“Street” Review: The Revue 400 SE / Vivitar 35ES / Prinz 35ER / Minolta Hi-Matic 7sII / Konica Auto S3

Well, this time i’m gonna talk you about another little black brick.

About one year ago I was searching for a compact cheap rangefinder film camera and bought this bargain – today i’m still amazed by its lens quality.

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THE HISTORY

This camera was made by Foto-Quelle at the end of the 70’s, one of the biggest photo retailer in Europe and in the world at that time, and sold under the REVUE name. 

This was very common for this retailer from Nuremberg:  they used to sell rebranded cameras at the end of their production – in fact you can find some other cameras rebranded as REVUE and REVUENON – and this one was exactly the same of the Vivitar 35 ES and of the Prinz 35ER.

As once a famous italian camera repairman  told me, Revue never produced their own cameras; the Revue 400SE for him – and i can only trust him – is the same camera of the Minolta Hi-Matic 7sII, a lot more expensive camera. In fact you will find the same fact just by comparing their shapes and features. It’s also very very similar to the Konica Auto S3, probably again it’s the same camera. Wow!

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FEATURES and THE SHOOTING EXPERIENCE

The camera is very very small. It feels super cool in the hands for his compactness and blackness.

In fact it’s smaller than a Canonet. It has a viewfinder that’s just a little bit smaller than the one of the Canonet, but i find that the rangefinder patch is more defined on the Revue.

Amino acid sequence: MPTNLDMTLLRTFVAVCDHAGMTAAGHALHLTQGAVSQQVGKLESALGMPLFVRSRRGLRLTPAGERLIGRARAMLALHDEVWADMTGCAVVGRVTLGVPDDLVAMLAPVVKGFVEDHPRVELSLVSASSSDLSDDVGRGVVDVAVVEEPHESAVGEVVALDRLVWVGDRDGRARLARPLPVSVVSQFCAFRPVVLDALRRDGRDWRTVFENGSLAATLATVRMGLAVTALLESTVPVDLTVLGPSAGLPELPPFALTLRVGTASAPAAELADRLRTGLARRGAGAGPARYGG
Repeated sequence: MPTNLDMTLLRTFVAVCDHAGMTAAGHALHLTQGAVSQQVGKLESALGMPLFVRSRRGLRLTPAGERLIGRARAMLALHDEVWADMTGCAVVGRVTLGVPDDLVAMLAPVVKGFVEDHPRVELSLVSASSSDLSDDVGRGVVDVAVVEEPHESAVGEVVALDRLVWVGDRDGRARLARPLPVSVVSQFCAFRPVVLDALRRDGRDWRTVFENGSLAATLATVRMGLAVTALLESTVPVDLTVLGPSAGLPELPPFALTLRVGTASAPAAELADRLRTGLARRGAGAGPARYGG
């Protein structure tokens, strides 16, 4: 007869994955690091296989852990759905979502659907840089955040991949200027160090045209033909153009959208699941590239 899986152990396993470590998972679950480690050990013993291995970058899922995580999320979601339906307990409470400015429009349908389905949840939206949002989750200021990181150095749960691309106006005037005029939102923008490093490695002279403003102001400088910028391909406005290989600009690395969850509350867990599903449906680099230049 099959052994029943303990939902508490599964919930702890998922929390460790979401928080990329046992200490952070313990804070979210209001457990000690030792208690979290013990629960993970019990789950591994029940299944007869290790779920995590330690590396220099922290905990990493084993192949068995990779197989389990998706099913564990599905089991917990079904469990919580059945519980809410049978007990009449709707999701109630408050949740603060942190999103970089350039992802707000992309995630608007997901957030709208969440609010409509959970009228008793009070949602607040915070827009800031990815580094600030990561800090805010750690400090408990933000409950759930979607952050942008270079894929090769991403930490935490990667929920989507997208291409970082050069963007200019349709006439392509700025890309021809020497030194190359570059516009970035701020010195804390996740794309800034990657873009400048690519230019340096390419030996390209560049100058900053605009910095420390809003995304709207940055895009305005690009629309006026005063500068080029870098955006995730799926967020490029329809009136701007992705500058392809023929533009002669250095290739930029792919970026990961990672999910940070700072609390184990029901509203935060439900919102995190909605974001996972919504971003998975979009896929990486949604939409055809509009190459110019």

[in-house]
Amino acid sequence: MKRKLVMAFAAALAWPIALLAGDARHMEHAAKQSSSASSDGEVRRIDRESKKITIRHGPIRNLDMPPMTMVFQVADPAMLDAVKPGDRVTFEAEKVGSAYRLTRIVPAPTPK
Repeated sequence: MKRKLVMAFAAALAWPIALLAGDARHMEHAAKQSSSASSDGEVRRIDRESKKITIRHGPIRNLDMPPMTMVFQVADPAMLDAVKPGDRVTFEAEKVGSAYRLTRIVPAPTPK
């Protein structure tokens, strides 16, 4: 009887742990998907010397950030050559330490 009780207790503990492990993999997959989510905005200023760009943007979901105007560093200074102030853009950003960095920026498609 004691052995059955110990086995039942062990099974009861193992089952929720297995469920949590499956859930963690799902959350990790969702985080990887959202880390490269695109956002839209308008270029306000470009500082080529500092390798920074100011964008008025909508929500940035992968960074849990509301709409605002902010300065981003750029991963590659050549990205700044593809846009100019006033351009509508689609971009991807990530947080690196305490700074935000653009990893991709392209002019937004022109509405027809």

Focusing is smooth and easy.

Shooting is very simple.

Just put an appropriate shutter speed and an ISO value and the camera will set the aperture speed. Yes, this is a shutter priority camera, as the Minolta and the Konica. You can find the aperture value that the camera choose in the right side of the viewfinder; it will also show you if you risk to under-/over-expose with that shutter speed.

The lens is a very convenient 40mm lens with a 1.7 aperture. Maybe you already heard about it since it’s the same rockstar of the Minolta.

It’s really really sharp with a very “Leica” bokeh.

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Some people in fact thinks that Minolta who also produced the Leica CL and the Rokkor 40mm f2 used the same optical scheme for the Hi-Matic – and then for the Revue and the other “sisters”. Judge by your eye. I printed some shots with the enlarger and i was surprised by its quality.

Shutter is very quiet – almost unhearable, perfect for street/reportage shooting. It’s a lot quieter than a Leica M, since it is a leaf shutter. No one will ever notice you for this shutter, I can assure you.

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CONCLUSION

So if you are searching for a film rangefinder camera that is compact, very quiet, small, with a good lens you can buy it.

The alternatives to it are the other sisters, the Canonets and all the other – wonderful – fixed lens rangefinder cameras.

Maybe you want the ability to change lenses? Then, to stay in the same size and lens category, you need something like a Leica CL and a Summicron-C, a combo that now is priced about 600€.

Why don’t you just buy a Revue and spend the remaining 500€ for a memorable trip to use it?

OTHER SAMPLES

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I hope you liked this informal, non technical review. It’s intended to be a sum of the experiences i had with this camera.

Any questions?Doubts?Use the comments!

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Thanks a lot!

Peace,

Giorgio

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7 thoughts on ““Street” Review: The Revue 400 SE / Vivitar 35ES / Prinz 35ER / Minolta Hi-Matic 7sII / Konica Auto S3

  1. Nice review! These are great little cameras but please note that the Minolta 7sII is the only camera out of the ones you mentioned that has Full Manual exposure option in addition to Shutter Priority. For some like me, that is a huge difference

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